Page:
Finger became more outspoken about his contributions to Batman in the 60s and 70s, but died before the beginning of the creator's rights movements of the 70s and 80s where Jerry Siegel and Joe Shuster, Jack Kirby and others would become a rallying point for comics fans and scholars. As such, it took many years for Finger's reputation as Batman's most vital creative voice would be widely accepted. The Bill Finger Award launched by Mark Evanier and Jerry Robinson (Joker's original artist) is named in his honour.
In 2012, Marc Tyler Nobleman and Ty Templeton created a graphic biography called "Bill the Boy Wonder" that revived interest in Bill Finger's name and reputation. In 2015, Warner Bros. and DC announced that Finger would be credited as co-creator of Batman in future projects, starting from the second season of Gotham, Batman v Superman: Dawn of Justice and Batman: Return to Arkham. A 2017 documentary, Batman & Bill, sheds more light on Finger's personal life and of Nobleman's efforts to get DC Comics to eventually acknowledge his contributions. In December 2017, Nobleman successfully campaigned to rename the intersection of East 192nd Street and Grand Concourse as Bill Finger Way. The street overlooks Poe Park in the Bronx where Finger would meet with Kane to hash out ideas about Batman, and is considered the place where Batman was truly born.
- He Also Did: Finger has the dubious honor of being one of the writers for the 1967 B-movie Snow Devils.
- Joker Immunity: Ironically, Finger was very aware of this trope. He had intended Joker to die in his first appearances because the continued existence of such a dangerous enemy made Batman and the law-enforcement look incompetent. However, Executive Meddling insisted that Joker survive anyway, granting him full immunity in perpetuity.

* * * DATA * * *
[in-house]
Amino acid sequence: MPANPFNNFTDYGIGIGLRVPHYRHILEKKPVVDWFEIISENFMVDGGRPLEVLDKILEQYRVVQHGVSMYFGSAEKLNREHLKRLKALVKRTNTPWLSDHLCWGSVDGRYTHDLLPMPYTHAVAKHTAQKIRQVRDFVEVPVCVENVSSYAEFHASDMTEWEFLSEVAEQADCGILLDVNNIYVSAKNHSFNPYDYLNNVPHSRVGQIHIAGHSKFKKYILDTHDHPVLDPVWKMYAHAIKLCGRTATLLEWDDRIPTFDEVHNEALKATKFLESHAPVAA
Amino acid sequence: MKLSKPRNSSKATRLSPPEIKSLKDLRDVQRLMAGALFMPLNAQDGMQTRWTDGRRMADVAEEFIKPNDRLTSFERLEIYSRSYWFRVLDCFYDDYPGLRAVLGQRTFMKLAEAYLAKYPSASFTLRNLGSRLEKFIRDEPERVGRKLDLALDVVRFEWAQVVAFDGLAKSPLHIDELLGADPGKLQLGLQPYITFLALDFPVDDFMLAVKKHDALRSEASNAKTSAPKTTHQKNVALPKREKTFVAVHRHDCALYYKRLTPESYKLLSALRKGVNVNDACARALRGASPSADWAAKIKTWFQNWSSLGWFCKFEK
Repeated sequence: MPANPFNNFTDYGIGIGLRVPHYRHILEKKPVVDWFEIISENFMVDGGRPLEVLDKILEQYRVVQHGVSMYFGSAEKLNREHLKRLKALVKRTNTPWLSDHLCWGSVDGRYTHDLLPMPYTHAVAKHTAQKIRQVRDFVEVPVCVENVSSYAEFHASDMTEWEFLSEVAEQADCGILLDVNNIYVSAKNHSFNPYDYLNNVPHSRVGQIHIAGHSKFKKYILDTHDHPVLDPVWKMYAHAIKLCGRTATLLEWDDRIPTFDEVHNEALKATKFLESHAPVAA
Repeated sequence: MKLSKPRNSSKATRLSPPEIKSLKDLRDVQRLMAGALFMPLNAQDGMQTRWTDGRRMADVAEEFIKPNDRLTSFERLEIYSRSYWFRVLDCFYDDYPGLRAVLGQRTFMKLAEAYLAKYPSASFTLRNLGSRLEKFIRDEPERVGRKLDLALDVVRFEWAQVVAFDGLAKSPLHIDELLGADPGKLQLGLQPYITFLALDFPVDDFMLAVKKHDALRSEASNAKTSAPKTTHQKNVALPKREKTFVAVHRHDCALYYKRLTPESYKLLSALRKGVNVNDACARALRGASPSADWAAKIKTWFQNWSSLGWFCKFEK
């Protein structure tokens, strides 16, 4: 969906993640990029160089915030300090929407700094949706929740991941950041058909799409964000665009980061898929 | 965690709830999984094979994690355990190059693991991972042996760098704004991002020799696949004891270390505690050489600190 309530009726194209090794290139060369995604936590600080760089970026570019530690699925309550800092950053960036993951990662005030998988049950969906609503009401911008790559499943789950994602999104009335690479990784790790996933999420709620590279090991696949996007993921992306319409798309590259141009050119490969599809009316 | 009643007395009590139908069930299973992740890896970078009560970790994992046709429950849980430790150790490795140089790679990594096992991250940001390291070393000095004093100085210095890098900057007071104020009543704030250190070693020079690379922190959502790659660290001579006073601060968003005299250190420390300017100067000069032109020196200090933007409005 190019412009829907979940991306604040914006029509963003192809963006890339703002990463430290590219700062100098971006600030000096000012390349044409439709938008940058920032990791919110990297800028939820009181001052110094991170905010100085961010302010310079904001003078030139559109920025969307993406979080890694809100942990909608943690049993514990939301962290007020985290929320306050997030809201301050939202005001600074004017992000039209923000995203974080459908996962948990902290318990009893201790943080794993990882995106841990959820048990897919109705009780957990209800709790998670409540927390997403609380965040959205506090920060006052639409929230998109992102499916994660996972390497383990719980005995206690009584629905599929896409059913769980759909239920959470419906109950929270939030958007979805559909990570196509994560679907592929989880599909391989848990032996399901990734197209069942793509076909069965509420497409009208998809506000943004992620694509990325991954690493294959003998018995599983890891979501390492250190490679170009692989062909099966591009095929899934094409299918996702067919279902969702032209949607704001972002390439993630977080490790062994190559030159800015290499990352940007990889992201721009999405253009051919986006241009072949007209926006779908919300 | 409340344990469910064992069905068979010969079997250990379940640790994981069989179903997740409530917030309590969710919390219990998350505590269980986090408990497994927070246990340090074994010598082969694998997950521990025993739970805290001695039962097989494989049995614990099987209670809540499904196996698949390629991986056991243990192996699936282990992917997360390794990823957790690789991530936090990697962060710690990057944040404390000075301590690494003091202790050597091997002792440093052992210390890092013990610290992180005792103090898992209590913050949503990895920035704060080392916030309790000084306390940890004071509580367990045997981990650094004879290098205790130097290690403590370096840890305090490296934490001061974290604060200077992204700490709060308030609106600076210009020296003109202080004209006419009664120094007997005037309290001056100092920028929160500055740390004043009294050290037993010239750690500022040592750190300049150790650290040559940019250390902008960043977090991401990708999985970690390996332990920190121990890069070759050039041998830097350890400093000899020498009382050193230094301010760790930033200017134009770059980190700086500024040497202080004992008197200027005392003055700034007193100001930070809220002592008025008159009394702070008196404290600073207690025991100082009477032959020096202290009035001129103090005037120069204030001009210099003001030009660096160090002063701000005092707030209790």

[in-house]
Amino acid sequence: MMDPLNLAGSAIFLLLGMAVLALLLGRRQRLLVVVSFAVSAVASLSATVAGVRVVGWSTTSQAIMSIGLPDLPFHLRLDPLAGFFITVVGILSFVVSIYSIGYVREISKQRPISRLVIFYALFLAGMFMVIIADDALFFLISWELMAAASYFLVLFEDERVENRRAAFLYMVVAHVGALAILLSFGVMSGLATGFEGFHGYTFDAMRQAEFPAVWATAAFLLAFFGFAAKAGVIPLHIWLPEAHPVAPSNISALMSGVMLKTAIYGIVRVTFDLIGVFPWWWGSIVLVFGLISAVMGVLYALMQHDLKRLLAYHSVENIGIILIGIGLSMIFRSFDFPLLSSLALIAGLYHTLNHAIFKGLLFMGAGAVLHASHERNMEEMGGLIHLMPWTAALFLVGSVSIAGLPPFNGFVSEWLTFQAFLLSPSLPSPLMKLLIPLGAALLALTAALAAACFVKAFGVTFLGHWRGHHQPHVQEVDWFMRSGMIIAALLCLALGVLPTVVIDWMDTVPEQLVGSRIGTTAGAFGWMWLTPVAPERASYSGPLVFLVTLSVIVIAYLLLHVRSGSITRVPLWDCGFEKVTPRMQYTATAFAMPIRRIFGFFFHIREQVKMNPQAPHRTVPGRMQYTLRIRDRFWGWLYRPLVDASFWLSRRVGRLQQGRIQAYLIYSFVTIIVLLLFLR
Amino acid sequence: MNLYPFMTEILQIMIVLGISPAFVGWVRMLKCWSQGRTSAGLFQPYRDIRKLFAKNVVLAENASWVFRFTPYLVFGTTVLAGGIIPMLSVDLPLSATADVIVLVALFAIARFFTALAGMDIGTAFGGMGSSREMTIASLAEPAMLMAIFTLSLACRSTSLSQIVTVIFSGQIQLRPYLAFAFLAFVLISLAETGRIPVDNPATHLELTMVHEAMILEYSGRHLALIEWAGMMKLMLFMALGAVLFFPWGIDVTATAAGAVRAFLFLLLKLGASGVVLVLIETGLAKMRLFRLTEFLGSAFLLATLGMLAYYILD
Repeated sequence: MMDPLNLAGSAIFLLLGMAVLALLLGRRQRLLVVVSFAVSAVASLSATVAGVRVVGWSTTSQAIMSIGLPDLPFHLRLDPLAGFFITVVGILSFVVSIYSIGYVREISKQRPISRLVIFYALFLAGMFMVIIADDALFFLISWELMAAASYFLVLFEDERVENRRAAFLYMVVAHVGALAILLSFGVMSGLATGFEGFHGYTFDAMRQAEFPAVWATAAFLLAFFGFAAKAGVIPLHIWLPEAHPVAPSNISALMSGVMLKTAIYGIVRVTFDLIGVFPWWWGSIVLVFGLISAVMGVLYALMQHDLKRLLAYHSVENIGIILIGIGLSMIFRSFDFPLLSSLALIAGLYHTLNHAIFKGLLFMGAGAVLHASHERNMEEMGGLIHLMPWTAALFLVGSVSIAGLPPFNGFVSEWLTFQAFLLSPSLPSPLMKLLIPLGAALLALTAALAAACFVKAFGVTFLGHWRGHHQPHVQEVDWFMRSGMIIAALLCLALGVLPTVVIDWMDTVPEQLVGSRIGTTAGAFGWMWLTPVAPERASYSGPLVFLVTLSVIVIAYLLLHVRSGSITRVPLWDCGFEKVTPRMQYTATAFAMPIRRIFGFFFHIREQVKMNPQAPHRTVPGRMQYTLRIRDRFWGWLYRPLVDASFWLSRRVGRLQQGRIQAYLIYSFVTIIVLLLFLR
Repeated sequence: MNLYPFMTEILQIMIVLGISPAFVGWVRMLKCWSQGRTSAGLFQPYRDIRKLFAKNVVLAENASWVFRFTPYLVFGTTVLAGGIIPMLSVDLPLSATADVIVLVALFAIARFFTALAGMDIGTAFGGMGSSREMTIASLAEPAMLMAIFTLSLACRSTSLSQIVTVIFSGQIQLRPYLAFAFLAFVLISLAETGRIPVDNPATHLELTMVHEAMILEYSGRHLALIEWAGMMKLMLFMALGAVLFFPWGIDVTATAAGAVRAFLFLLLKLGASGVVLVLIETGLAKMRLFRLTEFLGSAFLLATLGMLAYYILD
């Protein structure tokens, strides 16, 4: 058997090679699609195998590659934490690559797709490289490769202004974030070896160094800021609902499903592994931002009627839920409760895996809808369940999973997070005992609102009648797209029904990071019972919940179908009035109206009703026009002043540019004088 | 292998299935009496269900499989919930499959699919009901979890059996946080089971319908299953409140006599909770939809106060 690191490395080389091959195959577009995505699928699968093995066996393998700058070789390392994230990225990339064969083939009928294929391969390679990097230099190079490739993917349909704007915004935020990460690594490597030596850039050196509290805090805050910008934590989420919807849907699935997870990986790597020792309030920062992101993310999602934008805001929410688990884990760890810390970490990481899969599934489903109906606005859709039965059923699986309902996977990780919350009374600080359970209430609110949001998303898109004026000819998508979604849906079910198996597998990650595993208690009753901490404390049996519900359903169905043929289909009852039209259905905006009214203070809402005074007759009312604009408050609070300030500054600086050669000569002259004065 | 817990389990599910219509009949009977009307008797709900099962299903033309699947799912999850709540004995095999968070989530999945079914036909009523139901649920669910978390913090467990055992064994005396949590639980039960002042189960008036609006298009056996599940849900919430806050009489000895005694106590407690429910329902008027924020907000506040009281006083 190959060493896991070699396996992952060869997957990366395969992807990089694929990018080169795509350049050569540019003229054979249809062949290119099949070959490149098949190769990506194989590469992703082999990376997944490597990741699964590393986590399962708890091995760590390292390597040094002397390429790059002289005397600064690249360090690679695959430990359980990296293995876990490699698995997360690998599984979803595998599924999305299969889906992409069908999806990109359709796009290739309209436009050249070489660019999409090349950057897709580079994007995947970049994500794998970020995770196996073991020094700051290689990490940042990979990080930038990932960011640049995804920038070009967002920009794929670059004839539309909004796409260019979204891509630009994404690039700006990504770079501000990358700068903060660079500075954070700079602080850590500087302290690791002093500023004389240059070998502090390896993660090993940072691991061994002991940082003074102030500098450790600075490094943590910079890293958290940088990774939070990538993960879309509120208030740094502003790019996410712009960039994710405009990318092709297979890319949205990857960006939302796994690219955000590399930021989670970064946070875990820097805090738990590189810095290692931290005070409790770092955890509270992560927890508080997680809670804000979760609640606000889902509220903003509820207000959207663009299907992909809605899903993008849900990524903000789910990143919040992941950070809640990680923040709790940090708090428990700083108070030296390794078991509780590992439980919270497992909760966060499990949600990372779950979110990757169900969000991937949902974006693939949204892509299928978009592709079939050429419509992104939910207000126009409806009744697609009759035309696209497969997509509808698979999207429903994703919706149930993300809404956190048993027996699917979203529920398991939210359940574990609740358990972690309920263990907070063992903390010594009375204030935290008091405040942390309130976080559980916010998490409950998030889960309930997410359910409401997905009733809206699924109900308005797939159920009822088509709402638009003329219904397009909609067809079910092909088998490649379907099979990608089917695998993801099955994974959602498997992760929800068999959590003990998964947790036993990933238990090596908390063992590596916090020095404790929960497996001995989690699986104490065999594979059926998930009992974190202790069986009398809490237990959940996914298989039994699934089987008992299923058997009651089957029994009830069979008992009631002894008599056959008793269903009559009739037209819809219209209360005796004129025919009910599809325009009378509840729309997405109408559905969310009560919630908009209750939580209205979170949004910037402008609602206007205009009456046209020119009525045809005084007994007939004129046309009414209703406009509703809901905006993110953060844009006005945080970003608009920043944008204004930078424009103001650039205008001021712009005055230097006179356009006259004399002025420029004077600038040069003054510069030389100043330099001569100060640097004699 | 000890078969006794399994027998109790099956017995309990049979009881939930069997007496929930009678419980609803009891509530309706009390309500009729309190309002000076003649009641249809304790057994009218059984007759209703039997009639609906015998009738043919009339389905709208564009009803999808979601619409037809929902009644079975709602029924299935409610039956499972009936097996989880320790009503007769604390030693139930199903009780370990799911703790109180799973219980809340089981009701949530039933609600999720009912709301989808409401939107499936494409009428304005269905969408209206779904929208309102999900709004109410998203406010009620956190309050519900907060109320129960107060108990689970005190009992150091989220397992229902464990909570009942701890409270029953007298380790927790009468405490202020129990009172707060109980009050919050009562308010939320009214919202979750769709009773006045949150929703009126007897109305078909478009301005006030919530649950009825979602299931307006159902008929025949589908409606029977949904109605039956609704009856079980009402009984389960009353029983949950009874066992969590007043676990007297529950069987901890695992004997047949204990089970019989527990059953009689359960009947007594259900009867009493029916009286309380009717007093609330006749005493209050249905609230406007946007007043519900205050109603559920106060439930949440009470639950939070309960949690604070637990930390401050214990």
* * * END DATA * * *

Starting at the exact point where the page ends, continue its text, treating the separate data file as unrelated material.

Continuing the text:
- My Real Daddy: Most agree, since "Hijacking Windbag" is a perfectly appropriate description, that it was Bob Kane who came up with the name "Bat-Man", but they also argue that all the elements that made Batman unique and original (the colors of the costume, the name of the city and the Rogues Gallery, the detective skills, the Bruce Wayne identity, his origins) come entirely from Finger.
- Origins Episode: Finger specialized in writing this. He wrote Batman's origin 33 issues into the run, introducing Joe Chill. Likewise the first appearances of The Penguin, Riddler, Two-Face, Scarecrow and Catwoman. He also wrote the very first origin story of Joker's Multiple-Choice Past which later writers have built on.
- Superhero Sobriquets: It was Finger who coined Batman's title, "The Dark Knight".
- Vindicated by History: It took 41 years after his death, before Finger would be credited as co-creator on Batman adaptations.
- Yellow Peril: While he was a good writer, some of the early Batman stuff does suffer from an over-reliance of this trope.